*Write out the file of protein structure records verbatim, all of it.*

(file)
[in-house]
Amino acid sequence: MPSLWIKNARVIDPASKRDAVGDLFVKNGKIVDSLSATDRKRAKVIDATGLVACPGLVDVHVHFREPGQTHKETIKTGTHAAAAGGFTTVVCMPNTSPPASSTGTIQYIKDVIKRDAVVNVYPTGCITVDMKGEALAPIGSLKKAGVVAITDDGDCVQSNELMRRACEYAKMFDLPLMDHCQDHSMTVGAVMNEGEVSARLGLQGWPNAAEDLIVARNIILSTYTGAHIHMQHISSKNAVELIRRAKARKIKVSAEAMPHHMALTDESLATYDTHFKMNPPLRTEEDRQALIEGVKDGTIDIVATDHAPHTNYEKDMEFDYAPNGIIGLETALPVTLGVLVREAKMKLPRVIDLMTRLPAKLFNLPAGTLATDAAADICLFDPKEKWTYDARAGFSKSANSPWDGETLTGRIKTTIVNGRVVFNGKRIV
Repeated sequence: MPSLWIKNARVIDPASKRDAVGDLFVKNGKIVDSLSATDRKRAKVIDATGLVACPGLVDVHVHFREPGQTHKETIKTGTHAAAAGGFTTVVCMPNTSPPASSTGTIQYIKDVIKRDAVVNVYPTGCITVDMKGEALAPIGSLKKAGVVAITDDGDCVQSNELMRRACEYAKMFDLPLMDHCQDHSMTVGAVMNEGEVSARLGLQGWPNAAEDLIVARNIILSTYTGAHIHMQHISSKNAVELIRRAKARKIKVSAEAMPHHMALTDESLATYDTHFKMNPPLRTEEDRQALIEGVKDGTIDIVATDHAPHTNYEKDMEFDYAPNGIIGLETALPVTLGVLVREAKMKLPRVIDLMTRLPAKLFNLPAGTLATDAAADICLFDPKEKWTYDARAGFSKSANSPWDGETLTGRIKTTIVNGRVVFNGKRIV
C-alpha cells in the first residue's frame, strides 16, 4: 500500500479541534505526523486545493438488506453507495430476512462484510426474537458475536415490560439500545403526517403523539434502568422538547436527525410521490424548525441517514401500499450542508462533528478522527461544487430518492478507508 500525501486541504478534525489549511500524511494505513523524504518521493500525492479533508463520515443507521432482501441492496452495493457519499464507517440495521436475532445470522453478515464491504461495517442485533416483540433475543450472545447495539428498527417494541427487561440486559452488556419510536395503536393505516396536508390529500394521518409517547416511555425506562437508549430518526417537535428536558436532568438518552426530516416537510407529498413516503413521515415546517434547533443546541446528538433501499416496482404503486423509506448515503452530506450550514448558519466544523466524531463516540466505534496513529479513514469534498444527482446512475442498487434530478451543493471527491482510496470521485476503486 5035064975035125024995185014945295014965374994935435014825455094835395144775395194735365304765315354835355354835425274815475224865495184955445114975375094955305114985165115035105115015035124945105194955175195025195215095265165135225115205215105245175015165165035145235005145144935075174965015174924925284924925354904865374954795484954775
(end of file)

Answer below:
[in-house]
Amino acid sequence: MPSLWIKNARVIDPASKRDAVGDLFVKNGKIVDSLSATDRKRAKVIDATGLVACPGLVDVHVHFREPGQTHKETIKTGTHAAAAGGFTTVVCMPNTSPPASSTGTIQYIKDVIKRDAVVNVYPTGCITVDMKGEALAPIGSLKKAGVVAITDDGDCVQSNELMRRACEYAKMFDLPLMDHCQDHSMTVGAVMNEGEVSARLGLQGWPNAAEDLIVARNIILSTYTGAHIHMQHISSKNAVELIRRAKARKIKVSAEAMPHHMALTDESLATYDTHFKMNPPLRTEEDRQALIEGVKDGTIDIVATDHAPHTNYEKDMEFDYAPNGIIGLETALPVTLGVLVREAKMKLPRVIDLMTRLPAKLFNLPAGTLATDAAADICLFDPKEKWTYDARAGFSKSANSPWDGETLTGRIKTTIVNGRVVFNGKRIV
Repeated sequence: MPSLWIKNARVIDPASKRDAVGDLFVKNGKIVDSLSATDRKRAKVIDATGLVACPGLVDVHVHFREPGQTHKETIKTGTHAAAAGGFTTVVCMPNTSPPASSTGTIQYIKDVIKRDAVVNVYPTGCITVDMKGEALAPIGSLKKAGVVAITDDGDCVQSNELMRRACEYAKMFDLPLMDHCQDHSMTVGAVMNEGEVSARLGLQGWPNAAEDLIVARNIILSTYTGAHIHMQHISSKNAVELIRRAKARKIKVSAEAMPHHMALTDESLATYDTHFKMNPPLRTEEDRQALIEGVKDGTIDIVATDHAPHTNYEKDMEFDYAPNGIIGLETALPVTLGVLVREAKMKLPRVIDLMTRLPAKLFNLPAGTLATDAAADICLFDPKEKWTYDARAGFSKSANSPWDGETLTGRIKTTIVNGRVVFNGKRIV
C-alpha cells in the first residue's frame, strides 16, 4: 500500500479541534505526523486545493438488506453507495430476512462484510426474537458475536415490560439500545403526517403523539434502568422538547436527525410521490424548525441517514401500499450542508462533528478522527461544487430518492478507508 500525501486541504478534525489549511500524511494505513523524504518521493500525492479533508463520515443507521432482501441492496452495493457519499464507517440495521436475532445470522453478515464491504461495517442485533416483540433475543450472545447495539428498527417494541427487561440486559452488556419510536395503536393505516396536508390529500394521518409517547416511555425506562437508549430518526417537535428536558436532568438518552426530516416537510407529498413516503413521515415546517434547533443546541446528538433501499416496482404503486423509506448515503452530506450550514448558519466544523466524531463516540466505534496513529479513514469534498444527482446512475442498487434530478451543493471527491482510496470521485476503486 5035064975035125024995185014945295014965374994935435014825455094835395144775395194735365304765315354835355354835425274815475224865495184955445114975375094955305114985165115035105115015035124945105194955175195025195215095265165135225115205215105245175015165165035145235005145144935075174965015174924925284924925354904865374954795484954775